Archive / INF Seminars / INF_2019_09_12_Matthias_Bolten
USI - Email

Multigrid methods for structured grids on large-scale supercomputers


Host: Prof. Rolf Krause




USI Lugano Campus, room SI-006, Informatics building

Matthias Bolten
University of Wuppertal, Germany
In many applications in computational science and engineering the solution of a partial differential equation is sought for, often these applications demand a huge amount of compute power or memory, thus requiring the use of supercomputers.

For many problems multigrid methods are optimal solvers. By optimality we mean that the convergence rate is bounded from above independently from the system size and that the number of arithmetic operations grows linear with the system size. Multigrid methods have been developed especially for the solution of linear systems that arise when partial differential equations are discretized. They rely on a grid hierarchy that is available naturally when structured grids are used. If this is not the case, other, more expensive techniques like algebraic multigrid have to be used. Besides allowing for the use of computationally cheaper geometric multigrid methods, the presence of structure also enables to use more efficient implementations on modern computer architectures, including GPUs or vector units in general.

We work on highly scalable multigrid methods on high performance computers and accelerators. This includes the design and analysis of coarse grid and grid transfer operators, as well as the development of smoothers with a special emphasize on scalability. E.g., block smoothers that posses a higher arithmetic complexity and better smoothing properties, resulting in shorter time to solution. Additionally, for time-dependent problems parallelization in time is employed.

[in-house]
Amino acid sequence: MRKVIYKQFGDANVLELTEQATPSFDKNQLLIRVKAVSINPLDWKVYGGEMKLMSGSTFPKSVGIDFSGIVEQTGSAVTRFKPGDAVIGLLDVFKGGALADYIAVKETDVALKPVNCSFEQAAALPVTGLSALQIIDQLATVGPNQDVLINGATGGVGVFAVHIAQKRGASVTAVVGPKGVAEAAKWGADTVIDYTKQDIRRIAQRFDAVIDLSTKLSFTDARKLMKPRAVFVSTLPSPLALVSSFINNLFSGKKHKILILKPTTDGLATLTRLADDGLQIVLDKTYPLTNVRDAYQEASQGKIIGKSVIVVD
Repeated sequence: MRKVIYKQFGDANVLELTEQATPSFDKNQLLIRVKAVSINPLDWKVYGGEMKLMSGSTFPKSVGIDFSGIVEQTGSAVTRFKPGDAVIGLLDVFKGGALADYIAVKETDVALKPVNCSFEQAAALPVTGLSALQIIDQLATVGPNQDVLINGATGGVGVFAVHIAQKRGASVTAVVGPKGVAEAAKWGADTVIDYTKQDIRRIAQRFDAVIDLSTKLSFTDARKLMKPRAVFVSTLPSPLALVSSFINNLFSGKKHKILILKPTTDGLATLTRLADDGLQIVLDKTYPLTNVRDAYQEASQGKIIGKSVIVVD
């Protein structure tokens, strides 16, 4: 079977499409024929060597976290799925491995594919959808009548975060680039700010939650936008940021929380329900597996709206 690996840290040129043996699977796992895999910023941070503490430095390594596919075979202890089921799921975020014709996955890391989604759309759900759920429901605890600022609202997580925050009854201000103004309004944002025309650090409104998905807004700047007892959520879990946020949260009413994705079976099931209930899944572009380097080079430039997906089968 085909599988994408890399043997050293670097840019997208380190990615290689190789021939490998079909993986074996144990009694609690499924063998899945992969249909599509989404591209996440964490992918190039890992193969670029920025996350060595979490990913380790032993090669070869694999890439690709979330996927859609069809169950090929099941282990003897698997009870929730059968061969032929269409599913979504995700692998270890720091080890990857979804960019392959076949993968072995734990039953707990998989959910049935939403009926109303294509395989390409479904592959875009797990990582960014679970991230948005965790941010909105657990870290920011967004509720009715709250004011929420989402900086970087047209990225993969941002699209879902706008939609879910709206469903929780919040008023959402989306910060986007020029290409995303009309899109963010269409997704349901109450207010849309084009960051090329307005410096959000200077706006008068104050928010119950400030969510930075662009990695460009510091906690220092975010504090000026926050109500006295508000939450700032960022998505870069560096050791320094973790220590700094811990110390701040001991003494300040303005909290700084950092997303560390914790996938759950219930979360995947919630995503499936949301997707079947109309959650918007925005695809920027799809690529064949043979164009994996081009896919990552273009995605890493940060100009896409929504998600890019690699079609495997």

In the talk our work on block smoothers and analysis techniques will be presented. Further, results on different parallel architectures will be shown, including the solution of parabolic PDEs using parallelization in time.

Prof. Bolten studied Informatics at the University of Lübeck, obtaining a Diploma in 2005. After that, he worked as a PhD student at the Jülich Supercomputing Centre of the Research Centre Jülich, obtaining his PhD from the University of Wuppertal in 2008. He became a Juniorprofessor Professor for Applied Mathematics at the University of Wuppertal in 2009 and Professor for Numerics and Mathematical Modelling at the University of Kassel in 2015. Since 2017 he is appointed as full Professor for High Performance Computing at the University of Wuppertal. His research interest include parallel numerical methods, their application in the sciences and engineering, methods for partial differential equations and matrix computations.